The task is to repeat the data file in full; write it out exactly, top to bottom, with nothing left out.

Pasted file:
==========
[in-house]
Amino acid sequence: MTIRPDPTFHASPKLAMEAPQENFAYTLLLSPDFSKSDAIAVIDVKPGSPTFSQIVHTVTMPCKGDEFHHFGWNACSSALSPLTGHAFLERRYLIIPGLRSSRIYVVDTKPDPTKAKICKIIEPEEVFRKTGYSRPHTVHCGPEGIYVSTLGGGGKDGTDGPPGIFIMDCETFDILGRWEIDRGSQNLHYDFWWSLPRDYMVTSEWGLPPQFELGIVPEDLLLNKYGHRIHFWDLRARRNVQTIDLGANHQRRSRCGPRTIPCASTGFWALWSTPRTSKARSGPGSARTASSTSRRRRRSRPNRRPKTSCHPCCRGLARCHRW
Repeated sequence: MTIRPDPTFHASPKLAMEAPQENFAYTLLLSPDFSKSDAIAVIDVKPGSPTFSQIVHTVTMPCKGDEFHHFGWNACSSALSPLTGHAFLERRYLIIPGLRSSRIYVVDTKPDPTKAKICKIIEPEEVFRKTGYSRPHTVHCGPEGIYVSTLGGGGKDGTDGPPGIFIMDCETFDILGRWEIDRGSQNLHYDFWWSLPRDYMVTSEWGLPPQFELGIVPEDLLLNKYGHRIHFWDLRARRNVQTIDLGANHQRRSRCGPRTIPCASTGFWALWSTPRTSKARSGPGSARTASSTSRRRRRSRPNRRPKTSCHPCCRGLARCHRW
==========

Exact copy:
[in-house]
Amino acid sequence: MTIRPDPTFHASPKLAMEAPQENFAYTLLLSPDFSKSDAIAVIDVKPGSPTFSQIVHTVTMPCKGDEFHHFGWNACSSALSPLTGHAFLERRYLIIPGLRSSRIYVVDTKPDPTKAKICKIIEPEEVFRKTGYSRPHTVHCGPEGIYVSTLGGGGKDGTDGPPGIFIMDCETFDILGRWEIDRGSQNLHYDFWWSLPRDYMVTSEWGLPPQFELGIVPEDLLLNKYGHRIHFWDLRARRNVQTIDLGANHQRRSRCGPRTIPCASTGFWALWSTPRTSKARSGPGSARTASSTSRRRRRSRPNRRPKTSCHPCCRGLARCHRW
Repeated sequence: MTIRPDPTFHASPKLAMEAPQENFAYTLLLSPDFSKSDAIAVIDVKPGSPTFSQIVHTVTMPCKGDEFHHFGWNACSSALSPLTGHAFLERRYLIIPGLRSSRIYVVDTKPDPTKAKICKIIEPEEVFRKTGYSRPHTVHCGPEGIYVSTLGGGGKDGTDGPPGIFIMDCETFDILGRWEIDRGSQNLHYDFWWSLPRDYMVTSEWGLPPQFELGIVPEDLLLNKYGHRIHFWDLRARRNVQTIDLGANHQRRSRCGPRTIPCASTGFWALWSTPRTSKARSGPGSARTASSTSRRRRRSRPNRRPKTSCHPCCRGLARCHRW